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How You Can Participate In India’s Growth

During a recent visit to Japan, India’s new Prime Minister Narendra Modi managed to ink a pact with the country which would see it invest up to 3.5 trillion yen (around US$34 billion) in India over the next five years.

The investments are mainly for development projects which include infrastructure and the building of smart cities. Japan also expressed willingness to provide financial, technical, and operational support to introduce bullet trains in India.

Increased business activity under a new leadership

India’s stock market has been on a roll since Modi and his BJP Party won the country’s general elections in May 2014; the BSB Sensex Index has jumped by around 20% since the start of that month.

Modi, the former Chief Minister of the Guajarat State in India, is renowned for his pro-business leanings and intolerance toward corruption. Investors are hopeful that he can bring forward major reforms in India, a country held back by corruption and lethargic bureaucracy, after seeing how he transformed the state of Gujarat.

Currently, the International Monetary Fund (IMF) feels that India’s potential for growth is stunted because of “supply bottlenecks arising from problems in the regulatory framework for mining, energy, telecommunication and other sectors”.

Thus, the determination Modi has shown to bring in big picture reforms to provide economic growth has resulted in a surge in optimism about the country’s economic future. Notable actions that Modi has made include plans for a multi-billion dollar infrastructure fund which can help push forward major infrastructure developments in the country, such as the building of roads.

Taking advantage of the upcoming reforms in place

With all these talk about Modi and India’s reforms, you might be thinking: “I’m an investor in Singapore, what has this got to do with me?” Well, there are some shares which have substantial operations in India and which might experience strong tailwinds if Modi proves to be a bona fide economic talisman for the country. Let’s take a look at two of them in particular.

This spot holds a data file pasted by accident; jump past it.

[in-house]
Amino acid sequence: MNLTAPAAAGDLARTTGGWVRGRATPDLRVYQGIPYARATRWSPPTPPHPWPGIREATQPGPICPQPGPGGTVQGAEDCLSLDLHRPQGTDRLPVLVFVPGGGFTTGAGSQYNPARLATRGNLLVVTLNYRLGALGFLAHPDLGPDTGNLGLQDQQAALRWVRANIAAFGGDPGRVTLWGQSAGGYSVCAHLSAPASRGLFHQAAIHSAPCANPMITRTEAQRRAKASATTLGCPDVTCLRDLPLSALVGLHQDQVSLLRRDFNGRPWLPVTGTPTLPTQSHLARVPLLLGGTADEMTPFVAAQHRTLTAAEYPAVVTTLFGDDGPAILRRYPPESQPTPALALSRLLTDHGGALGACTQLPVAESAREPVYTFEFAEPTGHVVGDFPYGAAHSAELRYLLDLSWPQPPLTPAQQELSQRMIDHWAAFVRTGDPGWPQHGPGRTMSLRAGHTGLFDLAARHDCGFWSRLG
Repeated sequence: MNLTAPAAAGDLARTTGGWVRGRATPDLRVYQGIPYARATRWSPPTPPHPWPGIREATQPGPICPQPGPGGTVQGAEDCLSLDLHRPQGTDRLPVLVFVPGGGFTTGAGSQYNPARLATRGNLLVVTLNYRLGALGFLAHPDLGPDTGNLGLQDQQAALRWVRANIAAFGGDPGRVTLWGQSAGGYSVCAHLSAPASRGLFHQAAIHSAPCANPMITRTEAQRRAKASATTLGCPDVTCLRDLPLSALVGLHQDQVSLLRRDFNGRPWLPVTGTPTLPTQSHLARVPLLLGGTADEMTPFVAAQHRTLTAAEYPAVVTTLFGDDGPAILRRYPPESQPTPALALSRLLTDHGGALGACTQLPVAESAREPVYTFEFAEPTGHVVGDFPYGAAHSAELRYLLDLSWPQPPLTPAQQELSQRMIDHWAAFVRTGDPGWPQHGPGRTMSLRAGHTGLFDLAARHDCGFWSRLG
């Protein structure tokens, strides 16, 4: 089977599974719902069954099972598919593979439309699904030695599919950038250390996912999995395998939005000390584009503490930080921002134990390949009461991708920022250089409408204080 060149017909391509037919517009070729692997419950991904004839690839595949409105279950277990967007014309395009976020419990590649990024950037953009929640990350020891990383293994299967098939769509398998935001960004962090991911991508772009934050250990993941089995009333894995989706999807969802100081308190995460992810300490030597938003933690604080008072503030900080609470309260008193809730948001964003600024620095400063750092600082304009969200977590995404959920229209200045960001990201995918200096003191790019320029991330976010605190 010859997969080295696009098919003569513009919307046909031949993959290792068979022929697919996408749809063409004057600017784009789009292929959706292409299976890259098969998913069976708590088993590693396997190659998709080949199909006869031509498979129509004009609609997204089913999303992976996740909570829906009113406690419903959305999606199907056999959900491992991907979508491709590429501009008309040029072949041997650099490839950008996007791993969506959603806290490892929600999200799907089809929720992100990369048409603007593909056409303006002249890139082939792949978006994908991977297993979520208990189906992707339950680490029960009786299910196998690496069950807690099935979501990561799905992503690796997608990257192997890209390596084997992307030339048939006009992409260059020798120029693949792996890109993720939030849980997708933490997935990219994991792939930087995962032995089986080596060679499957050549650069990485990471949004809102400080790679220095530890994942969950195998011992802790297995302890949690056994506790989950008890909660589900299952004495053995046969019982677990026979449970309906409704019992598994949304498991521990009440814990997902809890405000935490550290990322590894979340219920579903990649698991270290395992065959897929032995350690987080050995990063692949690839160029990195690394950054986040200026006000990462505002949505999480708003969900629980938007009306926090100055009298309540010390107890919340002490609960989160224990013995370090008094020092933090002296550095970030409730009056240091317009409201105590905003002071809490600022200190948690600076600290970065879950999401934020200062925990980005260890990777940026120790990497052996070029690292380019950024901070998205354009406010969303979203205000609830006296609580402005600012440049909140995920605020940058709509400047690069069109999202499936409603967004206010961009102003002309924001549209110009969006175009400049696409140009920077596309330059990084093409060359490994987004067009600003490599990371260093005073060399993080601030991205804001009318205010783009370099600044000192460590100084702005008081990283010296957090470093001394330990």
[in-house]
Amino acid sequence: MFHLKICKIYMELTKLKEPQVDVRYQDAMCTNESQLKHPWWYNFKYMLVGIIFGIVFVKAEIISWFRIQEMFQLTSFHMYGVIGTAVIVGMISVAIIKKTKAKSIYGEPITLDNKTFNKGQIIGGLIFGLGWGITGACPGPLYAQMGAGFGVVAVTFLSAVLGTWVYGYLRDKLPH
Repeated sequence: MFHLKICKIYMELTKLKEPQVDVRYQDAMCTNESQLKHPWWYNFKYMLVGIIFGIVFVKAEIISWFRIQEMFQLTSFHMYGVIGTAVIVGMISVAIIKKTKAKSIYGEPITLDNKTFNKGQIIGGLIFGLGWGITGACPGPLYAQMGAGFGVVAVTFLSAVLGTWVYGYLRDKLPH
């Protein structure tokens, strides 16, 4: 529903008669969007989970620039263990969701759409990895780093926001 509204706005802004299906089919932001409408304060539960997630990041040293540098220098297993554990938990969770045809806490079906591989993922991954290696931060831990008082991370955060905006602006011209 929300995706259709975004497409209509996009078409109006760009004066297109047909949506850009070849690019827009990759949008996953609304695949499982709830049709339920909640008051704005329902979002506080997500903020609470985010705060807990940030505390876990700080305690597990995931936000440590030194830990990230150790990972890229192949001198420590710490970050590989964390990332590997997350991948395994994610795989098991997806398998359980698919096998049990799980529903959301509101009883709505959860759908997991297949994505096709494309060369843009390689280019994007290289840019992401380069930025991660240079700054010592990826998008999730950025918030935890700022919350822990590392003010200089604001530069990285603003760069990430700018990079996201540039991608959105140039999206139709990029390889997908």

1. Religare Health Trust (SGX: RF1U)

Religare Health Trust is Singapore’s first listed business trust with a portfolio comprising of healthcare assets in India. Based on its latest financials for the quarter ended 30 June 2014, the trust’s portfolio is valued at S$857 million (as of 31 March 20014) and comprises 12 clinical establishments, four greenfield clinical establishments, and two hospitals.

Interestingly, Religare Health Trust seems to stand out amongst other healthcare-related trusts in terms of its distribution yield and gearing. For instance, Parkwaylife REIT (SGX: C2PU) and First Real Estate Investment Trust (SGX: AW9U) both have lower distribution yields and higher gearing.

Trust Distribution yield Gearing ratio
Religare Health Trust 8.0% 15.1%
Parkwaylife REIT 4.9% 35.3%
First REIT 7.0% 32.9%

Source: Religare Health Trust’s latest earnings release

If India’s economy starts to pick up, more built-up areas would likely lead to more demand for healthcare services. Furthermore, Religare Health Trust can benefit from an an increase in infrastructure investment since the majority of its clinical establishments are located close to major transportation hubs.

2. Sarine Technologies Ltd (SGX: U77)

Sarine Technologies’ business revolves around diamonds – it develops, manufactures, markets, and sells precision technology products for the processing of rough diamonds and gemstones.

India currently accounts for more than 90% of all manufactured diamonds worldwide. Thus, more than three quarters of Sarine Technologies’ revenue is actually derived from India. Given such huge exposure to the country, any overall improvements in the economy there would likely bode well for Sarine Technologies.

Foolish Summary

Although the future of India’s economic development seems positive, it doesn’t mean that one should just dive in and invest in all companies which operate in the country. Careful thought should still go toward finding the companies which would benefit the most from any possible growth in India.

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The information provided is for general information purposes only and is not intended to be personalised investment or financial advice. Motley Fool Singapore contributor James Yeo doesn’t own shares in any companies mentioned.